Tag Archives: American Robin

The 2023 Christmas Bird Count

The Cortes Island Museum has been sponsoring two birding events every year for the past two decades.* 2,873 birds were seen during the 2023 Christmas Bird Count, but this number would have been much higher if there were more participants. 

“We can only go to a certain number of places where we know there will be birds, and that’s mostly along the coastline,” explained Laurel Bohart, a keen birder as well as co-curator of Wild Cortes.

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Cortes Island 2023 Spring Bird Count & an app called ‘Merlin’

Local naturalist George Sirk was sick for the Cortes Island Spring Bird Count earlier this month, so bird watchers had to rely on a new app to help them identify species. This new app, called Merlin, is one of many topics that he and Nancy Kendel, from the Cortes Island Museum, discussed with Cortes Currents. 

The conversation started out with Kendel (NK) giving an overview:

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Cawing Crows

By Chadd Cawson, The Columbia Valley Pioneer, Local Journalism Initiative Reporter

As we kick off the month of Halloween, let’s talk about one of nature’s spookier birds, the crow. While there are 40 different species worldwide, the species we most commonly see flying above the unceded territories of the Secwépemc and Ktunaxa Peoples and the land chosen as home by the Métis Peoples of B.C., is the American crow. Despite its name, this member of the Corvidae family, can be found soaring across Canada (along with most of the U.S.) except on the Pacific Coast, where its close cousin, the Northwestern crow, flies in its place. The Corvidae family has many members which include jackdaws, rooks, and ravens, which look almost identical to crows at first glance but are slightly bigger in size.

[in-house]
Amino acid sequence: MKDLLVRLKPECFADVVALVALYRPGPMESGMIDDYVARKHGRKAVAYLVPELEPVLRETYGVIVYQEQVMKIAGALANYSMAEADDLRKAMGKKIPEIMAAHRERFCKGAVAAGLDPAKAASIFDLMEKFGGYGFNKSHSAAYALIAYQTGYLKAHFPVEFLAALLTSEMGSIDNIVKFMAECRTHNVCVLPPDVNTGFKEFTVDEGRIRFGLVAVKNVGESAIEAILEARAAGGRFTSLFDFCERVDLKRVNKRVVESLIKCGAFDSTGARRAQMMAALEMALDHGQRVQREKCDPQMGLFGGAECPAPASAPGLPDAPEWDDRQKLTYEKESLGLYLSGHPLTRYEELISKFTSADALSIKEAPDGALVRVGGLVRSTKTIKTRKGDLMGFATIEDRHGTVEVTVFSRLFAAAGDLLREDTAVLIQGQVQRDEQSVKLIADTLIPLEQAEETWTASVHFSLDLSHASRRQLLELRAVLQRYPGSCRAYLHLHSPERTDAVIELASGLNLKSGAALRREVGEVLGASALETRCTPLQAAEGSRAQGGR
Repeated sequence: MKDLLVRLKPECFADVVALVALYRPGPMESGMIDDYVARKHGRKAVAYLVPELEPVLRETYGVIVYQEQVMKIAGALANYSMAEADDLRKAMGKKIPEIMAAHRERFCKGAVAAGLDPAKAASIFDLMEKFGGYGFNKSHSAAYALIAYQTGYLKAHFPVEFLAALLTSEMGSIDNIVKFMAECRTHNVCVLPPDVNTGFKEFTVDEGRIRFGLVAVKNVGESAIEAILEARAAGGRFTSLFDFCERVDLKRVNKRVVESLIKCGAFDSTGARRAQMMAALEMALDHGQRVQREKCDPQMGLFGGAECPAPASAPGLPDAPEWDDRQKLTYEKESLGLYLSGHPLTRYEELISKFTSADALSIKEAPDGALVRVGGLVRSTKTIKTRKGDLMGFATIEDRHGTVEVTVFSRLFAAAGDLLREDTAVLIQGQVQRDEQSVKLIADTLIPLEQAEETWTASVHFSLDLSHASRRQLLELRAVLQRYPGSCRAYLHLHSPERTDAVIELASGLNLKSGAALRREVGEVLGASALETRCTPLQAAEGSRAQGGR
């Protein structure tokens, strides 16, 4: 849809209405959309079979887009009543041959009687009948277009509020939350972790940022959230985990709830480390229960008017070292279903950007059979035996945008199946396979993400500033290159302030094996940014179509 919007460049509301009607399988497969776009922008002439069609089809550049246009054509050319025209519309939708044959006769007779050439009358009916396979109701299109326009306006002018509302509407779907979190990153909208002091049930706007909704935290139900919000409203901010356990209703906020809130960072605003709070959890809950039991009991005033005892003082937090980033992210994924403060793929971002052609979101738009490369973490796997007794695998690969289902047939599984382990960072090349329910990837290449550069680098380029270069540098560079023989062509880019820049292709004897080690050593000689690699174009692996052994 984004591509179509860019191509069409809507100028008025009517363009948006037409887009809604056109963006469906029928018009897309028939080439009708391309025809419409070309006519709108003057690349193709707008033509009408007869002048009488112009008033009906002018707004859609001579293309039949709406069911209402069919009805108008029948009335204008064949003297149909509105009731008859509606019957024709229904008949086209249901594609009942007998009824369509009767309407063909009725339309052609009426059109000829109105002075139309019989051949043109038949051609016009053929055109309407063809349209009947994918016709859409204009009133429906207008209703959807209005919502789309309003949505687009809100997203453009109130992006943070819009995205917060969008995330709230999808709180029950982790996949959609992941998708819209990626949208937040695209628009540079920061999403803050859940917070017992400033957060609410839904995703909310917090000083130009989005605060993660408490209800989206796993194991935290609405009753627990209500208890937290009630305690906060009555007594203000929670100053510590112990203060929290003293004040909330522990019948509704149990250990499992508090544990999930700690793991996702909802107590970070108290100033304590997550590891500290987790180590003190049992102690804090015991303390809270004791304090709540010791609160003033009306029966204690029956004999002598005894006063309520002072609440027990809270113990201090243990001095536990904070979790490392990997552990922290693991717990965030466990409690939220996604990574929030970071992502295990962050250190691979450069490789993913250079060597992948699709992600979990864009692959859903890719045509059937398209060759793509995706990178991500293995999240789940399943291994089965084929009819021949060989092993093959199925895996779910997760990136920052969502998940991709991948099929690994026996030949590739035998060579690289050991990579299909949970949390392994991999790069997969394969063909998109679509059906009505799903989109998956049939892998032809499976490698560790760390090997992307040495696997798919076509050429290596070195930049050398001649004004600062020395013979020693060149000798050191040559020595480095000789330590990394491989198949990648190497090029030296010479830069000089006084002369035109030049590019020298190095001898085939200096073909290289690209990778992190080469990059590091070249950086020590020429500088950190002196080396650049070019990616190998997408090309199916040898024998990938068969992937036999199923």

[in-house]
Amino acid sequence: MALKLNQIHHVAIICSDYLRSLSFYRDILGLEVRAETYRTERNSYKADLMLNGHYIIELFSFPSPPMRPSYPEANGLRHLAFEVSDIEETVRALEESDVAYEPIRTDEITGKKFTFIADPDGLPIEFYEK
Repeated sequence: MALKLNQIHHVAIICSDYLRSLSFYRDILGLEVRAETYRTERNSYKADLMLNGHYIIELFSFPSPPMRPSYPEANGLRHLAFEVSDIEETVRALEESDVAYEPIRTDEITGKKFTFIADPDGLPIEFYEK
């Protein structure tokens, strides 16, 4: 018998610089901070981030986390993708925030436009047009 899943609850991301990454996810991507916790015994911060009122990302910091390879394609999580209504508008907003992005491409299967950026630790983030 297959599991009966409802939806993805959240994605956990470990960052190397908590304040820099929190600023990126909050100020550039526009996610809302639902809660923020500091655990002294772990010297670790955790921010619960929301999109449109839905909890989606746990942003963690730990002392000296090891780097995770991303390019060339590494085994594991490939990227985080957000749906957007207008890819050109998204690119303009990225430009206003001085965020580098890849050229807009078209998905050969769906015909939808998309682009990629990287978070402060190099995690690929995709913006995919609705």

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Cortes Island’s Spring 2022 Bird Count

A total of 92 species are listed in Cortes Island’s Spring 2022 Bird count. More than 20 birders participated, including local naturalist George Sirk who started the day off as a guide on board the Misty Isles. This year’s count was expanded to include Mitlenatch island, where Sirk served as a naturalist in 1969 and 71.

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Wildlife returning to the Dillon Creek Wetlands

It has been a year since Autumn Barrett-Morgan was hired as a Biological Monitoring Technician at the Dillon Creek Wetlands Restoration Project. This is in Cortes Island’s oldest farm site, currently known as Linnaea Farm, but prior to the land being a farm, it was wetlands. Three years ago the Friends of Cortes Island (FOCI) and Linnaea Farm partnered in a project to restore the wetlands, to help reduce the sediment and thus reduce the nutrients flowing down Dillon Creek into Gunflint Lake. The wetlands are also meant to enhance the breeding and foraging grounds for wildlife, including Species at Risk. 

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